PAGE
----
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Work And Contemplation

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The woman singeth at her spinning-wheel
A pleasant chant, ballad or barcarole;
She thinketh of her song, upon the whole,
Far more than of her flax; and yet the reel
Is full, and artfully her fingers feel
With quick adjustment, provident control,
The lines–too subtly twisted to unroll–
Out to a perfect thread. I hence appeal
To the dear Christian Church–that we may do
Our Father’s business in these temples mirk,
Thus swift and steadfast, thus intent and strong;
While thus, apart from toil, our souls pursue
Some high calm spheric tune, and prove our work
The better for the sweetness of our song.

 

– Elizabeth Barrett Browning

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The Landing Of The Pilgrim Fathers

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The breaking waves dashed high
On a stern and rock-bound coast,
And the woods, against a stormy sky,
Their giant branches tost;

And the heavy night hung dark
The hills and water o’er,
When a band of exiles moored their bark
On the wild New England shore.

Not as the conqueror comes,
They, the true-hearted, came;
Not with the roll of the stirring drums,
And the trumpet that sings of fame;

Not as the flying come,
In silence and in fear, –
They shook the depths of the desert’s gloom
With their hymns of lofty cheer.

Amidst the storm they sang,
And the stars heard and the sea;
And the sounding aisles of the dim woods rang
To the anthem of the free.

The ocean-eagle soared
From his nest by the white wave’s foam,
And the rocking pines of the forest roared –
This was their welcome home!

There were men with hoary hair
Amidst that pilgrim band:
Why had they come to wither there,
Away from their childhood’s land?

There was woman’s fearless eye,
Lit by her deep love’s truth;
There was manhood’s brow serenely high,
And the fiery heart of youth.

What sought they thus afar?
Bright jewels of the mine?
The wealth of the seas? the spoils of war? –
They sought a faith’s pure shrine!

Ay, call it holy ground,
The soil where first they trod!
They have left unstained what there they found –
Freedom to worship God!

 

– Elizabeth Barrett Browning

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29th June – On This Day In History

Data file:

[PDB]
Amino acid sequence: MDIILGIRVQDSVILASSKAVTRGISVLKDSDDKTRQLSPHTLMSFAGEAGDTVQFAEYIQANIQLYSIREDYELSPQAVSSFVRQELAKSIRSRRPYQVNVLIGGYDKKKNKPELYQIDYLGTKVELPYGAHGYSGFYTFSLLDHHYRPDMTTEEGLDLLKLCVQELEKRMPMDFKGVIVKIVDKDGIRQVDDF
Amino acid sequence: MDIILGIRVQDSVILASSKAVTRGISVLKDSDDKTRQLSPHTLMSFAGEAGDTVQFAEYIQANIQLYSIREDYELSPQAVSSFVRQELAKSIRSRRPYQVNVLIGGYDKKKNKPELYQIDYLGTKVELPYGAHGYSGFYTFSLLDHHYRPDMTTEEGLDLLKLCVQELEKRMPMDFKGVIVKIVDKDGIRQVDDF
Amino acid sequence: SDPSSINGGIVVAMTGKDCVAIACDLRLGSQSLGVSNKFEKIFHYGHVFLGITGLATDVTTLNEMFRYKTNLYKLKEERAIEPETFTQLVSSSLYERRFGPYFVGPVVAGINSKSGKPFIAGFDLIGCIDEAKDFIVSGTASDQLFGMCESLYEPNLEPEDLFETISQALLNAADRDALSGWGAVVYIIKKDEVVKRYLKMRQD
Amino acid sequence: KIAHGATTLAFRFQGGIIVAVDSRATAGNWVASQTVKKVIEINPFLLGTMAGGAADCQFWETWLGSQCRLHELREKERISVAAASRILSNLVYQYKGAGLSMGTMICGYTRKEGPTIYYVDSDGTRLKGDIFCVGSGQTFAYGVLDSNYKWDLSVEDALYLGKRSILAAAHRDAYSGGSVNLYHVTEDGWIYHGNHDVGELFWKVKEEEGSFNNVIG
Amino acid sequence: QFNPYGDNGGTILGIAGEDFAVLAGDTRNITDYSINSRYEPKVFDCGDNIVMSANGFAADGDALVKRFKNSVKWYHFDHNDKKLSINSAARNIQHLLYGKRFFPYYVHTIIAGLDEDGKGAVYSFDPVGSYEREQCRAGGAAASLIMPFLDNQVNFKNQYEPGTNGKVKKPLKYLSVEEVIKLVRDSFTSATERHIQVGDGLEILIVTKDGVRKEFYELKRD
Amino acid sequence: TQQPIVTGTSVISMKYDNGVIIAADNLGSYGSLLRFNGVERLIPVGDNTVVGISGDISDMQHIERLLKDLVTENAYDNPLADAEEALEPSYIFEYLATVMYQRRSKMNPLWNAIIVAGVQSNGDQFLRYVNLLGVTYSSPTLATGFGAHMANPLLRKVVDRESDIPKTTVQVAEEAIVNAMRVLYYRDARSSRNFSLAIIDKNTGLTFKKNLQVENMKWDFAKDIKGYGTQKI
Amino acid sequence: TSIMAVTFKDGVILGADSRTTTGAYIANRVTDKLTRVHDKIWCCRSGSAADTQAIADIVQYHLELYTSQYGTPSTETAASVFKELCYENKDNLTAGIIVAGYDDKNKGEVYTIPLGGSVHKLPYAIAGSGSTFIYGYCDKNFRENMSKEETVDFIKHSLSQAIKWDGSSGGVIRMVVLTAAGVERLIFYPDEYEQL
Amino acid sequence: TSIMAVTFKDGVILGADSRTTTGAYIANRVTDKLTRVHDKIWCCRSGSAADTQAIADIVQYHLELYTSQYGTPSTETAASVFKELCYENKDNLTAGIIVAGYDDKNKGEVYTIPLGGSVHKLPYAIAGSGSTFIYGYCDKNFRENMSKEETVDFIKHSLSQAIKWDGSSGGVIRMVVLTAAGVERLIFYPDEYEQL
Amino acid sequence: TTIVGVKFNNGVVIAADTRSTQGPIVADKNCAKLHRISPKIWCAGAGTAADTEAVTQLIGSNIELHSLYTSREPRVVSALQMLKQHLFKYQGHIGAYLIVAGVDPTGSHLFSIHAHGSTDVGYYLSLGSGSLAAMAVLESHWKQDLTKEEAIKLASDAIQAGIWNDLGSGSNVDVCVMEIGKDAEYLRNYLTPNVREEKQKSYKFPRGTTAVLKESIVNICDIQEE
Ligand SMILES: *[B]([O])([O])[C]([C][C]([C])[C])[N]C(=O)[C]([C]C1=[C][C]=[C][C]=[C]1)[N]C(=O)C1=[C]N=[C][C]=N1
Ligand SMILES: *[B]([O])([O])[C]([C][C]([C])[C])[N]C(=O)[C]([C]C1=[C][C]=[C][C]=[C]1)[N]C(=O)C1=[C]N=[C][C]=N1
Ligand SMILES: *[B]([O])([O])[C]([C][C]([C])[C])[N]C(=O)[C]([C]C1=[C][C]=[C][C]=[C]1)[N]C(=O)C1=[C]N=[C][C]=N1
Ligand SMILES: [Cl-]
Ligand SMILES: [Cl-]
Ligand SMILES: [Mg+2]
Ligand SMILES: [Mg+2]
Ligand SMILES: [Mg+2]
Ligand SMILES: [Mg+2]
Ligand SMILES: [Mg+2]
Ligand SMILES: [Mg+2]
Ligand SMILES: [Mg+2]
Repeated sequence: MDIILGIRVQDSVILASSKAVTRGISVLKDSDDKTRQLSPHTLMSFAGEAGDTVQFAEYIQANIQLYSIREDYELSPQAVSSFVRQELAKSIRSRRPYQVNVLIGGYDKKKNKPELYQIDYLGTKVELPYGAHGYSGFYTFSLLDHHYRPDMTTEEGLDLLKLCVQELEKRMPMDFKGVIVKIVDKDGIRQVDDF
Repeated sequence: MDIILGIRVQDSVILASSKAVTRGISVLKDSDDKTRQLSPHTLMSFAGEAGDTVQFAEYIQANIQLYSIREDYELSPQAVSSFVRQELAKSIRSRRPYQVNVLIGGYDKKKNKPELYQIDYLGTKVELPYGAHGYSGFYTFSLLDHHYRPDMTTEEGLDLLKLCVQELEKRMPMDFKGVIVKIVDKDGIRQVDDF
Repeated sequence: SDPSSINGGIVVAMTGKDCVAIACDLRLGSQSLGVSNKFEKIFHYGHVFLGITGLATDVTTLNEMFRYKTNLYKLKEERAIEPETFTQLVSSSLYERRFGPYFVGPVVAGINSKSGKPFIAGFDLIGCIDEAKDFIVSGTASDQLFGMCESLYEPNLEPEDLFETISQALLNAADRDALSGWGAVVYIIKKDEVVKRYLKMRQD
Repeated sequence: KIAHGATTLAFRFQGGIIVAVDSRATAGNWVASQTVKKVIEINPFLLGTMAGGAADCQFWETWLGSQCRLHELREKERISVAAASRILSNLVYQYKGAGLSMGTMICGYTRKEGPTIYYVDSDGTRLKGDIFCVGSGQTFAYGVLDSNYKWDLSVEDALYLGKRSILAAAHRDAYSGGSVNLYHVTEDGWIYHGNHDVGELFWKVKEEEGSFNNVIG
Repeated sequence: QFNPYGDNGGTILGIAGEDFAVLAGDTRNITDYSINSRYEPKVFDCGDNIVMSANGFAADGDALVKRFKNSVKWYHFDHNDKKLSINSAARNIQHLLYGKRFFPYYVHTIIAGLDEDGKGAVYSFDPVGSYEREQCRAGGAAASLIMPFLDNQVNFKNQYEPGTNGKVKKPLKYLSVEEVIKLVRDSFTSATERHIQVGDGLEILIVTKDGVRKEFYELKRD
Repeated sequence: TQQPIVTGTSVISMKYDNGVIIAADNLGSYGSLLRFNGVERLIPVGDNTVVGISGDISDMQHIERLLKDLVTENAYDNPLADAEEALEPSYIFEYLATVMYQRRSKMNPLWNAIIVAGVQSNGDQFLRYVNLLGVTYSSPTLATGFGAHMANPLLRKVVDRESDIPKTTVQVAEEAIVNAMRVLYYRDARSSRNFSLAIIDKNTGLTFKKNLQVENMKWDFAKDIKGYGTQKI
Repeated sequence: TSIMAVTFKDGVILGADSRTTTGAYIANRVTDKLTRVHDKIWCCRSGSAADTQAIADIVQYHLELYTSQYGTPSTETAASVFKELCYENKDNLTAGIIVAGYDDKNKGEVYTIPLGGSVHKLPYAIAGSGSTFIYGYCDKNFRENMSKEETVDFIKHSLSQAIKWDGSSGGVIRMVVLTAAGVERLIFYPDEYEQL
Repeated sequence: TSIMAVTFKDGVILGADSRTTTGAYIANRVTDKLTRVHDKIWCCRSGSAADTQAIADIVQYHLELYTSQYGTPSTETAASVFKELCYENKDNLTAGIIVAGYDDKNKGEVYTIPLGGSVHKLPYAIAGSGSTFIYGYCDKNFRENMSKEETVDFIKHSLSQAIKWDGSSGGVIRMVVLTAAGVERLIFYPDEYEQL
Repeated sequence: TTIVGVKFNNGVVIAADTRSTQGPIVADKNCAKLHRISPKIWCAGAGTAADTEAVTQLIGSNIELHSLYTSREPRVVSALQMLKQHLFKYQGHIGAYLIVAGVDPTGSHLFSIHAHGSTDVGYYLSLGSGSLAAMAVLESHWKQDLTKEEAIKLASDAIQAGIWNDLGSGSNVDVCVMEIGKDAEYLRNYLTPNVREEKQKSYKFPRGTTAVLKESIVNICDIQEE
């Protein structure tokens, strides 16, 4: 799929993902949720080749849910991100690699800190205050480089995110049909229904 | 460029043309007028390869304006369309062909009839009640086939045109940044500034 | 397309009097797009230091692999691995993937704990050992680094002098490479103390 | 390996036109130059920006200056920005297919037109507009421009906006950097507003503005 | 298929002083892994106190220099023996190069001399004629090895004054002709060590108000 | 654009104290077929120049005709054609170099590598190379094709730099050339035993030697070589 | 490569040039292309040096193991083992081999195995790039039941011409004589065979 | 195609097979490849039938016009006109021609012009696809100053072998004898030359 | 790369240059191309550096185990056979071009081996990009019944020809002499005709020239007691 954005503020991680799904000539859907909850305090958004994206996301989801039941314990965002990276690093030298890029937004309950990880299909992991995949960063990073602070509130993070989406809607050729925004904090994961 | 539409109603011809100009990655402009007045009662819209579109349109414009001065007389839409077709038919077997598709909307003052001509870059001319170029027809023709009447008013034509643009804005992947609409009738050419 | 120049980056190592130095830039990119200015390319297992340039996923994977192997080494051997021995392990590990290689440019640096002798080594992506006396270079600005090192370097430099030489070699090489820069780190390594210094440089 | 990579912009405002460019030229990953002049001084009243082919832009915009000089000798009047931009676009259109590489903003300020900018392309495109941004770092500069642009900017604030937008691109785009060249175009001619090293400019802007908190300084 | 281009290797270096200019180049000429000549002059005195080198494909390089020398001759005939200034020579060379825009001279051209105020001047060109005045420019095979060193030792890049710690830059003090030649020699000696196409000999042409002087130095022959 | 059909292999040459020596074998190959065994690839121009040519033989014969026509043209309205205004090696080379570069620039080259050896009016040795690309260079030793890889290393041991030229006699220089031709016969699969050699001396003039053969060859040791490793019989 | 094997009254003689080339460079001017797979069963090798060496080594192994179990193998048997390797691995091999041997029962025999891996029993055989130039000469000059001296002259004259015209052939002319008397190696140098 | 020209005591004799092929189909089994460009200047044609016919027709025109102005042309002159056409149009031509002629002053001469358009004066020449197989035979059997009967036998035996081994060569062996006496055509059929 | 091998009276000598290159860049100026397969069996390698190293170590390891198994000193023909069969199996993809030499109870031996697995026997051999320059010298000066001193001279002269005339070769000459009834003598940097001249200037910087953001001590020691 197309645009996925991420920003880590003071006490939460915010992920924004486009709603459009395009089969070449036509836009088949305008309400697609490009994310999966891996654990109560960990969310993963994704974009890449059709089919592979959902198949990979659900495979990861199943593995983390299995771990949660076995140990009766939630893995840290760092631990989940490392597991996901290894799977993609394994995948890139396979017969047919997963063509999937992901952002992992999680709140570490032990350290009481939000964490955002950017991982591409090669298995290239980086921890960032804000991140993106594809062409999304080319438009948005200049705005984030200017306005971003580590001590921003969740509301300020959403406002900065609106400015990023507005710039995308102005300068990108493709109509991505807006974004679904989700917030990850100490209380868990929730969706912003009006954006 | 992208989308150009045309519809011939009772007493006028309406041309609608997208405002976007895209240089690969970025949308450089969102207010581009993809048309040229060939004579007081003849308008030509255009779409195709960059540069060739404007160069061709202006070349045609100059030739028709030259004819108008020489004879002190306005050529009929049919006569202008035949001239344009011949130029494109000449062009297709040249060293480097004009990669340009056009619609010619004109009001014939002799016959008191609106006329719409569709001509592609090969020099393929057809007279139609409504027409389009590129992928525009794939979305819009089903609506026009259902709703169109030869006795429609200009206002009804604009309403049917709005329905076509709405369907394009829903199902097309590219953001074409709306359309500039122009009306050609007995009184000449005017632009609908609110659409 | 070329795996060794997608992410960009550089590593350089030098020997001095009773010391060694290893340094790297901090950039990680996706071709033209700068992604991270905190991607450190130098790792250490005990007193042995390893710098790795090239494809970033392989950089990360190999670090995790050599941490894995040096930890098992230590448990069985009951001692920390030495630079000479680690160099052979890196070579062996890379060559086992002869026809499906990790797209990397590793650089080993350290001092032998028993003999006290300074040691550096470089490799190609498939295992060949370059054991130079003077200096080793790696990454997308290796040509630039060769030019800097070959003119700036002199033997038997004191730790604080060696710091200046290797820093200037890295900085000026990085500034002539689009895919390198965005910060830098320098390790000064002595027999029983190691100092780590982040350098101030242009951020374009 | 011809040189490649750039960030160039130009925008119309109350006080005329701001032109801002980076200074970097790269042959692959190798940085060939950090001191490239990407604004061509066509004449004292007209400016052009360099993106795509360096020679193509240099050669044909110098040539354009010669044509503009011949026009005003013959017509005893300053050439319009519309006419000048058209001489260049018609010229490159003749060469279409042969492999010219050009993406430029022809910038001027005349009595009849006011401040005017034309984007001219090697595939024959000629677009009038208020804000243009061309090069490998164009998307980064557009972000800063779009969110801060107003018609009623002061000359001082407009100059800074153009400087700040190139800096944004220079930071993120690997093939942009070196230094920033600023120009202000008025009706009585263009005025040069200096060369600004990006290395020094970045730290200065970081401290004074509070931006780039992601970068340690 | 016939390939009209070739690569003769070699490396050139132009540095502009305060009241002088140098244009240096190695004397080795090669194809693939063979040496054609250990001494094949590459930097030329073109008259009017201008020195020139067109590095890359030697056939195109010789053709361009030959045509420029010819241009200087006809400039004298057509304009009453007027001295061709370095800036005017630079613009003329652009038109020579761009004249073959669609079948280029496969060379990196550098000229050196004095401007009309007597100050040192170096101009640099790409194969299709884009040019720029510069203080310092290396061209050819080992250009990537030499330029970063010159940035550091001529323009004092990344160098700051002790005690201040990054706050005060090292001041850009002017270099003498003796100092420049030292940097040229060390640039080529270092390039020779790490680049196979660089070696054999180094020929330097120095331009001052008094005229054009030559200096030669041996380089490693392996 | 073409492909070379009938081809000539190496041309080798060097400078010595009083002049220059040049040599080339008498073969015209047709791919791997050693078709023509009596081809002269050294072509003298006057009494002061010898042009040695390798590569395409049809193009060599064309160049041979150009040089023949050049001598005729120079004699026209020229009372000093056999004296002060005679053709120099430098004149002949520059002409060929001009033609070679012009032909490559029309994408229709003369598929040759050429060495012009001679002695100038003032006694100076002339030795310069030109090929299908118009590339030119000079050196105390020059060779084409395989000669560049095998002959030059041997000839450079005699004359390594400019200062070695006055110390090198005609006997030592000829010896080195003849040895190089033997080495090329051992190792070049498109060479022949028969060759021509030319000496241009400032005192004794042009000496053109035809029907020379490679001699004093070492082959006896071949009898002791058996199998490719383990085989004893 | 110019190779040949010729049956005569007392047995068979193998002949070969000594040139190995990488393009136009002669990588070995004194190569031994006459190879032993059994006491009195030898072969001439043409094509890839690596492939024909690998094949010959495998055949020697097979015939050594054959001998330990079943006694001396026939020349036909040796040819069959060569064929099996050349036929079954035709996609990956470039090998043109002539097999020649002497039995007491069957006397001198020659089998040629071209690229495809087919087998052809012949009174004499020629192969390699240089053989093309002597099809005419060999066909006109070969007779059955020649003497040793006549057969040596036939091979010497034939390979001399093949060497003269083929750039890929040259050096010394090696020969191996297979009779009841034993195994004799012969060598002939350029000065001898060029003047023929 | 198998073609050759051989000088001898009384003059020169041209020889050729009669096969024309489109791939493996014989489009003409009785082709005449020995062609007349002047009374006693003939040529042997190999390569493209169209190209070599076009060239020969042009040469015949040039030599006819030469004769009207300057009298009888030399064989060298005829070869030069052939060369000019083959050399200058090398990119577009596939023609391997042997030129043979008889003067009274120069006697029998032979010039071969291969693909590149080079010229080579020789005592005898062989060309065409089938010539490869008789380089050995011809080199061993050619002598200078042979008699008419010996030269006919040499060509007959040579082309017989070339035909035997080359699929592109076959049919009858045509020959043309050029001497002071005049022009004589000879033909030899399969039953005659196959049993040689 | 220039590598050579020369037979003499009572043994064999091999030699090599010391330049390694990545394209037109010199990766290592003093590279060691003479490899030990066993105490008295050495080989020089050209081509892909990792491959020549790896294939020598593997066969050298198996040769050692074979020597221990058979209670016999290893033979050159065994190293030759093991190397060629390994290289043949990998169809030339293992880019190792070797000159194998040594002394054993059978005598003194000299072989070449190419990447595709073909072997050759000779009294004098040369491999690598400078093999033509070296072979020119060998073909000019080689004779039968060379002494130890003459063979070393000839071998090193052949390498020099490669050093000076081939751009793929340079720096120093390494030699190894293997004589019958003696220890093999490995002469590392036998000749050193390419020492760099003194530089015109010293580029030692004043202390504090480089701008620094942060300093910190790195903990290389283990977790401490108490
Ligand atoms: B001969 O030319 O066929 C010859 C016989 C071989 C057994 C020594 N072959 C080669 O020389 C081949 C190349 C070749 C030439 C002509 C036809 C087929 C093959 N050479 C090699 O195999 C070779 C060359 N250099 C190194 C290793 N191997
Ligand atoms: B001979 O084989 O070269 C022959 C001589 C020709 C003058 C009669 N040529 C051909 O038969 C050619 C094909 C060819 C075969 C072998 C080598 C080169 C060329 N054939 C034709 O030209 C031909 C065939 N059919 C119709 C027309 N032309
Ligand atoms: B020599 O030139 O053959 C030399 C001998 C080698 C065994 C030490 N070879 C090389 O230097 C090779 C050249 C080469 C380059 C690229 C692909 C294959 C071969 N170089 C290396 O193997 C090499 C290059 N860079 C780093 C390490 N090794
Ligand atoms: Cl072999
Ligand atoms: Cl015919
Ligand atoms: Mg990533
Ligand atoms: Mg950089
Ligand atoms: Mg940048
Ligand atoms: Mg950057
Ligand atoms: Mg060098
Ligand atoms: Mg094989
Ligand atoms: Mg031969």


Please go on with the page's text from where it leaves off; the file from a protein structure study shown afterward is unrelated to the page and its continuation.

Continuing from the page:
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Born:

1930 Robert Evans (director – The Godfather)

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Died:

1861 Elizabeth Barrett Browning (poet)

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On This Day:

1916 The first Boeing aircraft flies

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Have a good Thursday, 29th June

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By The Fireside

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I.

How well I know what I mean to do
When the long dark autumn-evenings come:
And where, my soul, is thy pleasant hue?
With the music of all thy voices, dumb
In life’s November too!

II.

I shall be found by the fire, suppose,
O’er a great wise book as beseemeth age,
While the shutters flap as the cross-wind blows
And I turn the page, and I turn the page,
Not verse now, only prose!

III.

Till the young ones whisper, finger on lip,
“There he is at it, deep in Greek:
“Now then, or never, out we slip
“To cut from the hazels by the creek
“A mainmast for our ship!”

IV.

I shall be at it indeed, my friends:
Greek puts already on either side
Such a branch-work forth as soon extends
To a vista opening far and wide,
And I pass out where it ends.

V.

The outside-frame, like your hazel-trees:
But the inside-archway widens fast,
And a rarer sort succeeds to these,
And we slope to Italy at last
And youth, by green degrees.

VI.

I follow wherever I am led,
Knowing so well the leader’s hand:
Oh woman-country, wooed not wed,
Loved all the more by earth’s male-lands,
Laid to their hearts instead!

VII.

Look at the ruined chapel again
Half-way up in the Alpine gorge!
Is that a tower, I point you plain,
Or is it a mill, or an iron-forge
Breaks solitude in vain?

VIII.

A turn, and we stand in the heart of things:
The woods are round us, heaped and dim;
From slab to slab how it slips and springs,
The thread of water single and slim,
Through the ravage some torrent brings!

IX.

Does it feed the little lake below?
That speck of white just on its marge
Is Pella; see, in the evening-glow,
How sharp the silver spear-heads charge
When Alp meets heaven in snow!

X.

On our other side is the straight-up rock;
And a path is kept ‘twixt the gorge and it
By boulder-stones where lichens mock
The marks on a moth, and small ferns fit
Their teeth to the polished block.

XI.

Oh the sense of the yellow mountain-flowers,
And thorny balls, each three in one,
The chestnuts throw on our path in showers!
For the drop of the woodland fruit’s begun,
These early November hours,

XII.

That crimson the creeper’s leaf across
Like a splash of blood, intense, abrupt,
O’er a shield else gold from rim to boss,
And lay it for show on the fairy-cupped
Elf-needled mat of moss,

XIII.

By the rose-flesh mushrooms, undivulged
Last evening—nay, in to-day’s first dew
Yon sudden coral nipple bulged,
Where a freaked fawn-coloured flaky crew
Of toadstools peep indulged.

XIV.

And yonder, at foot of the fronting ridge
That takes the turn to a range beyond,
Is the chapel reached by the one-arched bridge
Where the water is stopped in a stagnant pond
Danced over by the midge.

XV.

The chapel and bridge are of stone alike,
Blackish-grey and mostly wet;
Cut hemp-stalks steep in the narrow dyke.
See here again, how the lichens fret
And the roots of the ivy strike!

XVI.

Poor little place, where its one priest comes
On a festa-day, if he comes at all,